Mechanism of Action

Our mechanism of action is unique and differentiated as it targets specific epidermal dendritic cells, called Langerhans cells, which capture the antigen and migrate to the lymph node in order to activate the immune system without passage of the antigen into the bloodstream.

We believe our innovative EPIT® has the potential to offer compelling clinical benefits to patients suffering from severe allergies

Our Epicutaneous Approach Targeting Langerhans Cells has the Potential to Induce an Immune Reaction with a Highly Tolerogenic Profile

By delivering the allergen directly to the lymph node through the Langerhans cells, EPIT® activates specific regulatory T cells (Tregs) that can down-regulate the Th2-oriented reaction to the allergen. The absence of passage of allergens into the bloodstream explains the safety while the activity in the lymph node explains the efficacy of EPIT®.

Langerhans Cells

Our Viaskin® Patch Enables Continuous Antigen Exposure which has the Potential to Promote Sustained Tolerization to allergen via a Treg mechanism and epigenetic modifications

The Viaskin® patch contains allergen protein in its original antigenic state, which allows the skin to be continuously exposed to the allergen over time.

This continuous exposition leads to the activation of an orginal regulatory T cells (Tregs) population (Foxp3+, CTLA4+), maintaining the action after the end of treatment.

In parallel, EPIT® modulated Th2 and Tregs gene expression by inducing epigenetic modifications on gene promoters. 

The Safety Profile and Ease of Use of Viaskin® May Allow the Treatment of Allergies Very Early in Life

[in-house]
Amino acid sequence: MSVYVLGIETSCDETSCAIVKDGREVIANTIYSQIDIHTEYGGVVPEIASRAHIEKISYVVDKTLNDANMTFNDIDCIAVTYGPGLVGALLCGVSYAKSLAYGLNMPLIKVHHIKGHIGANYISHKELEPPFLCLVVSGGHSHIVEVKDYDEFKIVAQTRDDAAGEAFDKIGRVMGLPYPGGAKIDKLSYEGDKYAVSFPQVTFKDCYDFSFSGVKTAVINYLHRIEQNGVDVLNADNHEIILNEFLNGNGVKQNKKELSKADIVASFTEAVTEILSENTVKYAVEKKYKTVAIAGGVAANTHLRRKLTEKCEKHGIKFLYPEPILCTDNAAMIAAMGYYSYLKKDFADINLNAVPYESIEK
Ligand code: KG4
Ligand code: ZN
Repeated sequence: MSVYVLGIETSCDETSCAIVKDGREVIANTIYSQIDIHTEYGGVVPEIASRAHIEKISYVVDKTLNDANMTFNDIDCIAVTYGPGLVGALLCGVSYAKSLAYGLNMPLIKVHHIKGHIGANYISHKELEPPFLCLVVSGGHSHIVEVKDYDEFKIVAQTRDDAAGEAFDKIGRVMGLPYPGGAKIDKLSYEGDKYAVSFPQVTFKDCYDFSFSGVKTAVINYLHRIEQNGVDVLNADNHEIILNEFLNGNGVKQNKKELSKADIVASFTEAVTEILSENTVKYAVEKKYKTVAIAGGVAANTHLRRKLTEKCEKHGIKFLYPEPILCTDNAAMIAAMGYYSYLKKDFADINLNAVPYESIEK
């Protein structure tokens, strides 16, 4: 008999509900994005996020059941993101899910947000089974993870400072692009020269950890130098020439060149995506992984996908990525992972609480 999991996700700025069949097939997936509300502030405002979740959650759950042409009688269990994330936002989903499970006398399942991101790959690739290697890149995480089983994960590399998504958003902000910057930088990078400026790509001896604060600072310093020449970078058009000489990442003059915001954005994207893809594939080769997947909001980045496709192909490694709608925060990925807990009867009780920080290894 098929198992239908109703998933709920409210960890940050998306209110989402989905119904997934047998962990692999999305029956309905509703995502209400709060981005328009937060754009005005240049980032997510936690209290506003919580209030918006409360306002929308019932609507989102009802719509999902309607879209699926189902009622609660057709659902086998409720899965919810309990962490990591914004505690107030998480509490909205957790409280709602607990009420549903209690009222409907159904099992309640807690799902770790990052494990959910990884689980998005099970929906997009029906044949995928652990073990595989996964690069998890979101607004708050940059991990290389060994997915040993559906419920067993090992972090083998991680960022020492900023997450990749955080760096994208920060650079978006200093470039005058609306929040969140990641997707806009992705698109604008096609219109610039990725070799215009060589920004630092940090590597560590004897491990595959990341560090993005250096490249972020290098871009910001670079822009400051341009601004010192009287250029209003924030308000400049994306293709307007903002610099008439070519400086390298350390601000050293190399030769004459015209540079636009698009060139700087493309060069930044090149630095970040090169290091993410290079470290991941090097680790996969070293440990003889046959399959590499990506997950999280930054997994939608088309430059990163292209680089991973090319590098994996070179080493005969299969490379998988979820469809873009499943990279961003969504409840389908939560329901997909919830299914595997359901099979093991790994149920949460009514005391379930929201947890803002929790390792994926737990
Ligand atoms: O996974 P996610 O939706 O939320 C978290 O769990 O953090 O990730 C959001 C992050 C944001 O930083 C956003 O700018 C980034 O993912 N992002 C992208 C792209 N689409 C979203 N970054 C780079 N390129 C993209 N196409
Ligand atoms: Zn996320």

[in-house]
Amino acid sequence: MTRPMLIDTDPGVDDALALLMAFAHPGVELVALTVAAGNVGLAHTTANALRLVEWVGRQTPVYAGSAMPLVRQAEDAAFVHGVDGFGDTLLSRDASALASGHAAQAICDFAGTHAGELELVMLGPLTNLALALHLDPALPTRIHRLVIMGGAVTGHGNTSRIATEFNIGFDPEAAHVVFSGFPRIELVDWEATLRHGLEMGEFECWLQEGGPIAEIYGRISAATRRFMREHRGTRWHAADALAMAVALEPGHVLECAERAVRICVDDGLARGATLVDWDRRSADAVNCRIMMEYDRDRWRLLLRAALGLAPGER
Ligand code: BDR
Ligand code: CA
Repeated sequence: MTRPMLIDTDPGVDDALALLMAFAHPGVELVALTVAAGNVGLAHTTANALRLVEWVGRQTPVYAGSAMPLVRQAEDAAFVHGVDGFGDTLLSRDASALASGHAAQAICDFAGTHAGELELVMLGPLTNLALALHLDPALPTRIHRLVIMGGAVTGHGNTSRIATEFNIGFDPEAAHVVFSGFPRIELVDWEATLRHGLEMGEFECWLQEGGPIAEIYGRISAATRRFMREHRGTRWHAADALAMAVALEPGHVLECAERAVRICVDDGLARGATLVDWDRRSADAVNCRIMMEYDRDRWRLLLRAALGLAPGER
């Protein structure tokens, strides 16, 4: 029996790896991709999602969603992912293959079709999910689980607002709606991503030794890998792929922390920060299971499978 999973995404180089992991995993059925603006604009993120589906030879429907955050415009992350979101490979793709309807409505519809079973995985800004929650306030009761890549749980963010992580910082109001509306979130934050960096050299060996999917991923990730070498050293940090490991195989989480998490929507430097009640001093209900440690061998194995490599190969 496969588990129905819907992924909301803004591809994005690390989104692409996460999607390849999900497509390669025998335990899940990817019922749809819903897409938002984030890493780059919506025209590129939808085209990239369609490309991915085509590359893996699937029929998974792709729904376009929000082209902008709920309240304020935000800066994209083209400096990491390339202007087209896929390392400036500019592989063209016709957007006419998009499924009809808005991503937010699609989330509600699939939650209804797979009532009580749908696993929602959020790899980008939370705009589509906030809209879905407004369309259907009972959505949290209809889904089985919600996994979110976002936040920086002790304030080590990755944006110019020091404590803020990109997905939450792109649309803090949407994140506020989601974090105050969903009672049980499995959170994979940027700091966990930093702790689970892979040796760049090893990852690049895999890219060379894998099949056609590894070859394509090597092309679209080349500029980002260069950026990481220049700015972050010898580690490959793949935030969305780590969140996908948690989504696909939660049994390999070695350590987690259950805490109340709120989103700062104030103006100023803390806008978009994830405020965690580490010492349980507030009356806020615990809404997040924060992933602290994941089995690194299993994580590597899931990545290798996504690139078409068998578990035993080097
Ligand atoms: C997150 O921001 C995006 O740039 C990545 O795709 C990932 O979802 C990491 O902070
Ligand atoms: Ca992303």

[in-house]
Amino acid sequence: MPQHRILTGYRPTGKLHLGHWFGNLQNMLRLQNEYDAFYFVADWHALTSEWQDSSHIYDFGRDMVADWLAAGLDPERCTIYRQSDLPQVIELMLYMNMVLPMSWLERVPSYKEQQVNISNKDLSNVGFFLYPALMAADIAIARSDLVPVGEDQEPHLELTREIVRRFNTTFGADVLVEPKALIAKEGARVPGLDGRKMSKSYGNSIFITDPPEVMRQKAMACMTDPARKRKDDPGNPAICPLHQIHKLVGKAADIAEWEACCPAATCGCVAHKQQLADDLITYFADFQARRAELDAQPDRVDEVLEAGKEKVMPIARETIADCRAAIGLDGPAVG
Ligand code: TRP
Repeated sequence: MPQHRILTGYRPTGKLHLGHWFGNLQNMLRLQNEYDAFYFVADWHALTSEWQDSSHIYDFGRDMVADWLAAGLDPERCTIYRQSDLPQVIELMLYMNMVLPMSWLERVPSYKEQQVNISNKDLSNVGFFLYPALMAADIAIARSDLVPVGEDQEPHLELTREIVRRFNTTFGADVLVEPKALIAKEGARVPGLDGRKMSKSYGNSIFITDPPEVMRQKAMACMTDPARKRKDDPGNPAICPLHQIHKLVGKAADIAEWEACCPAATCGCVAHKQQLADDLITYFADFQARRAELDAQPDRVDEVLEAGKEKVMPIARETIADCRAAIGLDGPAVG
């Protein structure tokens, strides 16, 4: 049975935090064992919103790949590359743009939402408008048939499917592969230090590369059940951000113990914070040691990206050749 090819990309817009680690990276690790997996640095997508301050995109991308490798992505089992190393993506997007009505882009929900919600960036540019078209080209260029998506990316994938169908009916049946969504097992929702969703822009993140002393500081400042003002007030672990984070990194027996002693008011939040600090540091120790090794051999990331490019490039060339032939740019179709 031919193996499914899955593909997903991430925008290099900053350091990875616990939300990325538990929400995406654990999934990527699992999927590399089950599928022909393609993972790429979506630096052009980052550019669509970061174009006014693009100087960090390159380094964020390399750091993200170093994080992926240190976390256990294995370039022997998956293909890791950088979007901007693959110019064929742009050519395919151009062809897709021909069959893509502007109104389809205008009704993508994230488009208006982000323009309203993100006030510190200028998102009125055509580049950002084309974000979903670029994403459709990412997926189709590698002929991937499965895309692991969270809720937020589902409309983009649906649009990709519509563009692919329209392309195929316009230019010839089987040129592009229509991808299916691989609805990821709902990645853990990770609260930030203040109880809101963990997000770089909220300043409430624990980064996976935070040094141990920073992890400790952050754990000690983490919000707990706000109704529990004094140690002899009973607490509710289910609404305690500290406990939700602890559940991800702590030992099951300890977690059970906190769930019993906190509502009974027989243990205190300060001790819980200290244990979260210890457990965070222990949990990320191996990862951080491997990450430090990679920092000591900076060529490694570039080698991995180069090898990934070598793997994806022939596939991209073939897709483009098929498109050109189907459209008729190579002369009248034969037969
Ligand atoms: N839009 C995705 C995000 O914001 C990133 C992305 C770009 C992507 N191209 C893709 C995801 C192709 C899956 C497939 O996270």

Because of its ease of use, well-demonstrated safety profile and deep immunomodulations, EPIT® will allow to treat all patients suffering from severe allergies, including very young children, without risk of anaphylaxis. This approach used for an early treatment of allergies in children during the “window of opportunity” which could prevent disease progression in these patients or the development of polyallergies.

The significant elements of the Viaskin® patch mechanism of action:

Phase 1

Containing a dry layer of allergen in its center, the patch is positioned on intact skin, without prior preparation.

Phase 2

The condensation chamber formed between the skin and the center of the patch creates hyperhydration of the skin and an accumulation of water.

Phase 3

The accumulation of water solubilizes the allergen. Due to this condensation chamber, the epidermis becomes more permeable allowing passage of the allergen into the epidermis.

Phase 4

Once in the epidermis, the allergen is captured by a population of highly specialized cells: Langerhans cells. These cells can take the protein at the surface of the skin, process it and present its epitopes to the lymphocytes in the lymph nodes.

Viaskin® targets the Unique Immunological Properties of Epicutaneous Langerhans Cells

Langerhans Cells

EPIT® can be applied in a broad range of immunotherapies

After the antigen has been presented to the T cells in the lymph node, it activates the Tregs, the main factor in the down-regulation of Th2 response, without causing any changes to Th1 expression. Th2 response is ultimately responsible for the production of IgE, which leads to allergic reactions. Sustained down-regulation of Th2 promotes long-term tolerance towards allergic exposure. 

Because of this unique mechanism of action, we believe EPIT® can be applied in a broad range of immunotherapies and desensitize patients without triggering systemic allergic reactions, such as anaphylaxis. 

We believe that EPIT® has the potential to provide all of the intended benefits of other disease-modifying allergy treatments, while avoiding the severe side effects associated with systemic reactions to the introduction of antigen.

Application of allergen onto intact skin by Viaskin® results in allergen delivery in the superficial layer of the skin without any diffuse passage neither in the dermis, the lymphatic system nor the bloodstream. In the epidermis, the allergen is uptaken by specialized immune cells, the Langerhans cells in the most superficial layer of the skin. After the capture of the allergen, Langerhans cells become active and migrate toward the draining lymph nodes where they induce immune modulations.